The government will be piloting a new scheme to allow public servants to have an extra four weeks of unpaid childcare leave, to be taken in the first year of the child’s birth.

This tops up the total leave between parents to 26 weeks if one of the parents is a public servant.

Currently, parents enjoy 16 weeks paid maternity leave, two weeks of paid paternity leave, one week of paid childcare leave per parent, and one week of unpaid infant-care leave per parent.

Needless to say, online discussions were mixed with two camps of thoughts those who felt this was not really an incentive and want more VS those who groan as they want to tell the government to stop raising incentives for parents already.

The first “this is not enough!” camp:

Daddies and Mommies felt this reeked of half-heartedness. “Why not make it paid and compulsory across the public and private sector?”

By making it “optional” to take this unpaid leave means asking the parent to literally have to go to his supervisor/boss, open his mouth and ask “can I apply for the extra 4 weeks unpaid leave?”. One can imagine the supervisors’ reluctance and the co-workers passing judgement.

You give the supervisors and co-workers a chance to guilt-trip, and even “hint” that maybe they should not take it “or else…”. Even if this is at the expense of the parent.

Which brings me to my next point.

The “start-up” costs of having children are high. Non-subsidised parents could find themselves forking out close to $10,000 for delivery expenses (in the event of minor complications, and this is without NICU). The early childhood is also expensive. You see a paediatrician instead of a GP when your baby is ill, that is specialist rates. Stage 1 and Stage 2 formula milk also costs more. Confinement costs money. Baby gear also costs money, even if you buy second-hand. Not all parents can afford to give up 1 month of pay, especially now with all living expenses going up (water, gas etc).

Onlookers (i.e. Not parents of young children) think that the currently leave scheme is generous. “Up to 26 months shared between the two parents”.

 However, you take away the 16 weeks maternity leave which, as all mothers will attest, is just about sufficient for her to recover and get back to health (imagine the older generations who went back after 2 months while their C-Sect wounds were still not completely healed), and 2 weeks is for paternity leave Which is actually not enough. Not when the wife is still in confinement and not if we want to promote a more involved fatherhood. Ideally, the Papas should be given 40 Days too (to commensurate with the typical confinement period), so they can help out during confinement and be hands-on fathers.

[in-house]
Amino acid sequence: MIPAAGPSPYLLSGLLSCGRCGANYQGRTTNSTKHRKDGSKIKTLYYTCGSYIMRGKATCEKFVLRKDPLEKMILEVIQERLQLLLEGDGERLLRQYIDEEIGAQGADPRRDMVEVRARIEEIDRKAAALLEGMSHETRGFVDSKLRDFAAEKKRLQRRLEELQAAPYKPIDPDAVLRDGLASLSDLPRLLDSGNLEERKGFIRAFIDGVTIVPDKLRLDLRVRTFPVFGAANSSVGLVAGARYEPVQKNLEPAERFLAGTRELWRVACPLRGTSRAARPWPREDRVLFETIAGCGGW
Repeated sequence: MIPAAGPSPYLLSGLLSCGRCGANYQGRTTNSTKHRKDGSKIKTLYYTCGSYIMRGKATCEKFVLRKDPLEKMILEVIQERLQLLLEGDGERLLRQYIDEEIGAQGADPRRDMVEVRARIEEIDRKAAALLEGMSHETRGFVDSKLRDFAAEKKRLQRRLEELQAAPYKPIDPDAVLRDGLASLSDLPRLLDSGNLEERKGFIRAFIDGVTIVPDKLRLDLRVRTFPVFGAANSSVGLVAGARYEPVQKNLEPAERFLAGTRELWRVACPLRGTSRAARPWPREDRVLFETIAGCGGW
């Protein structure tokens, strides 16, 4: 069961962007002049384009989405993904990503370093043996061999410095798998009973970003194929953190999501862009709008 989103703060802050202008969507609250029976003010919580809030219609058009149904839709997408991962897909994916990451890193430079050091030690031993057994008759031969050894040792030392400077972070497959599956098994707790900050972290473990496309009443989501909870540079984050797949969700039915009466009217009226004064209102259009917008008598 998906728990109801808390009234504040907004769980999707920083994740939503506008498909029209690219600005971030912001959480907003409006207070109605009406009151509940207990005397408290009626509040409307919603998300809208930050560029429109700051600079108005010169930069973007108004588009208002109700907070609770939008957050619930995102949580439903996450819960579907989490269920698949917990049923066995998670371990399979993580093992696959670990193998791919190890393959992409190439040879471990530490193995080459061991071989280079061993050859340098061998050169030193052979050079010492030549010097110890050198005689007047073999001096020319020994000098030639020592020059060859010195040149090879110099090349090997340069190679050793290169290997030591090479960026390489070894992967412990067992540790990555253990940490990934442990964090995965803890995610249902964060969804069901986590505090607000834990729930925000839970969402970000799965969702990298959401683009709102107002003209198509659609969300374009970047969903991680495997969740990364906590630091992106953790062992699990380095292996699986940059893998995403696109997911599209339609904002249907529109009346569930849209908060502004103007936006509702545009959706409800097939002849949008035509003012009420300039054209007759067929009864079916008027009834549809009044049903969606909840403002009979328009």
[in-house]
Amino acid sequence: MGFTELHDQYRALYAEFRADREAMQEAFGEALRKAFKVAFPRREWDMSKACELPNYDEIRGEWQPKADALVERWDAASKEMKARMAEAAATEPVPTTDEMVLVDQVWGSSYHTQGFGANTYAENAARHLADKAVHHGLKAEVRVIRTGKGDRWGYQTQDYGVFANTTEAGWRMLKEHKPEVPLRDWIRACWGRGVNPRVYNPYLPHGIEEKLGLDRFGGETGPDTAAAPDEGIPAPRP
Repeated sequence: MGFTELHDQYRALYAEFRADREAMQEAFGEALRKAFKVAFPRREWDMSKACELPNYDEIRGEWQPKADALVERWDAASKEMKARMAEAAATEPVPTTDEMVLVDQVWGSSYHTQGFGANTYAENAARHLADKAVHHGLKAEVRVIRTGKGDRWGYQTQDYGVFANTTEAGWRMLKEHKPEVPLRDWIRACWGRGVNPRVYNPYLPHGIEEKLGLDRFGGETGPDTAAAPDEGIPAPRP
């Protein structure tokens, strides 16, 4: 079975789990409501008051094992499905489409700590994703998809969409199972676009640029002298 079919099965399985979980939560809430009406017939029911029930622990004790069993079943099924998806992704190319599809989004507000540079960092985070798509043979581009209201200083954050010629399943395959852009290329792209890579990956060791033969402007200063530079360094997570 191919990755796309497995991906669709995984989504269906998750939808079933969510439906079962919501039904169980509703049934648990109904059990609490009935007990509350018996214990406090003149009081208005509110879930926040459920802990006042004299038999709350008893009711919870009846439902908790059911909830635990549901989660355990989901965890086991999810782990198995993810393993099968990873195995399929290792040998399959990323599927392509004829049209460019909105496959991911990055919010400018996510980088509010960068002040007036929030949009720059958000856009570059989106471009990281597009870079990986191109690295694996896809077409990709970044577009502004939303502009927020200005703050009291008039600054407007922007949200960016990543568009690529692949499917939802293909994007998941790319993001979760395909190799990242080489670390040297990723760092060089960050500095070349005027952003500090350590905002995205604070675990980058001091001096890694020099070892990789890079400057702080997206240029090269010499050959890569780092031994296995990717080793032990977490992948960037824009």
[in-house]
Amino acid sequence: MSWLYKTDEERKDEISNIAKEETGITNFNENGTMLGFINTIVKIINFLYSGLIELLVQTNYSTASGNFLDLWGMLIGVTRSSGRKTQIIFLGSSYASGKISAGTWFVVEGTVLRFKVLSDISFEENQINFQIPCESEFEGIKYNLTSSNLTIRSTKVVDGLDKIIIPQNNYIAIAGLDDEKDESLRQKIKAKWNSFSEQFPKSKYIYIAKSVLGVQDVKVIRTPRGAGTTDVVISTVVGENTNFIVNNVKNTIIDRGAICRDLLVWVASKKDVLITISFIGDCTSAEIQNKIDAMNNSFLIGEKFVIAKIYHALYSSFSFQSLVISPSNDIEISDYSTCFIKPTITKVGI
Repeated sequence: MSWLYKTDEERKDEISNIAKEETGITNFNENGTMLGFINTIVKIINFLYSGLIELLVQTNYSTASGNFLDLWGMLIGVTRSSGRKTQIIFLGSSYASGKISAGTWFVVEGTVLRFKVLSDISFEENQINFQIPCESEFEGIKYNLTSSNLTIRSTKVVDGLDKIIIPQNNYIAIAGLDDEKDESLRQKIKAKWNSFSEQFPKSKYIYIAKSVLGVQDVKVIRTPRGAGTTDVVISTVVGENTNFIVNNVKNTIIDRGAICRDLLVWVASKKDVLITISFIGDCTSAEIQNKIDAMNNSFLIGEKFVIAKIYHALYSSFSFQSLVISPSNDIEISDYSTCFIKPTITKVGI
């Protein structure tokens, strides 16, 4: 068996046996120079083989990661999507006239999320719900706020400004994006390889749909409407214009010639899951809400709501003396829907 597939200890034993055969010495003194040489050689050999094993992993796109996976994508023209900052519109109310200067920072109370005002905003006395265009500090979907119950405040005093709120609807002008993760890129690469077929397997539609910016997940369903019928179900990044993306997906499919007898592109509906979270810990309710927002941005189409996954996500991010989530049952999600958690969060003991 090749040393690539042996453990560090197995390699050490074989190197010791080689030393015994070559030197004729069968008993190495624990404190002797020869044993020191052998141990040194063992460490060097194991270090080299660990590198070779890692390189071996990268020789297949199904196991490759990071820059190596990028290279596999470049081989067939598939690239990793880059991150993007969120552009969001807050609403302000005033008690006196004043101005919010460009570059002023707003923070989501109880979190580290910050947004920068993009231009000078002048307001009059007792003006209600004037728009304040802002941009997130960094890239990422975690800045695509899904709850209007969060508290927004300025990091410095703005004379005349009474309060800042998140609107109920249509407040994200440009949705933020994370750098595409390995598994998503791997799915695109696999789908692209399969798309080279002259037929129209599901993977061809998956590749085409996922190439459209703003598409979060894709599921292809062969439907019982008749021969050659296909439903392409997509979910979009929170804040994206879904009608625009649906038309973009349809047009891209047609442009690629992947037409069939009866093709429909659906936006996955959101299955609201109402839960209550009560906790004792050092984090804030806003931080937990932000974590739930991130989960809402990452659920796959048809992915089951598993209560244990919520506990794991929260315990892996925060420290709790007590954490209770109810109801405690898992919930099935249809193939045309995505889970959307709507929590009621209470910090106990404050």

Early childhood experts also recommend and promote bonding between child and parents in the first 6 months, even up to two years if you can afford it. 26 weeks is, therefore, inadequate, worse when you are asking the parents to a) be penalised when they thick-skin and ask for it, and b) when it will hurt their already near-empty piggy bank.

The “enough already lah!” camp:

Business owners and private sector employers are surely wondering if the government will eventually apply this benefit to the private sector.

As it was, when maternity leave was first raised to four months in 2008, private businesses, especially SMEs expressed the strain on their businesses, even when the government paid for 8 weeks of the maternity. To hire part-timers to hurt their productivity while you waited 4 long months for the worker to return from maternity.

Co-workers too will also groan at the thought of having to wait four months, and now maybe another one month for the colleague to return back to work while they drown in the extra workload. Of course, they will say “enough already”.

And women working in the private sector will worry if the question “are you planning to have children in the near future?” will pop up during interviews and they may be sidestepped for the job if they reply affirmatively.

Running out of ideas?


Now we wonder if the NPTD has run of out fresh ideas to raise Singapore’s abysmal Total Fertility Rate. What is wanting from them is more concrete ideas on getting employers and co-workers to understand that it takes both hands to clap when it comes to promoting a family-friendly workplace.Do employers understand that they need to do their part to support this National Service that parents are doing?

How can the government ensure that employers do not end up (sneakily and subtly) choose not to hire married young women because they are perceived to be a liability?

How do you make the singles and childless feel less penalised for not having young children to “enjoy” all these leave benefits (which parents will attest actually do not mean any rest at all)?

These are questions that need to be answered. Introducing additional leave schemes, especially those that are “optional” and out of the parent’s own pocket like this, may do little to change the low fertility rate in Singapore and leaves a bad taste in the mouth instead.

And no, couples do not need much space to make babies.

We need much respect and understanding.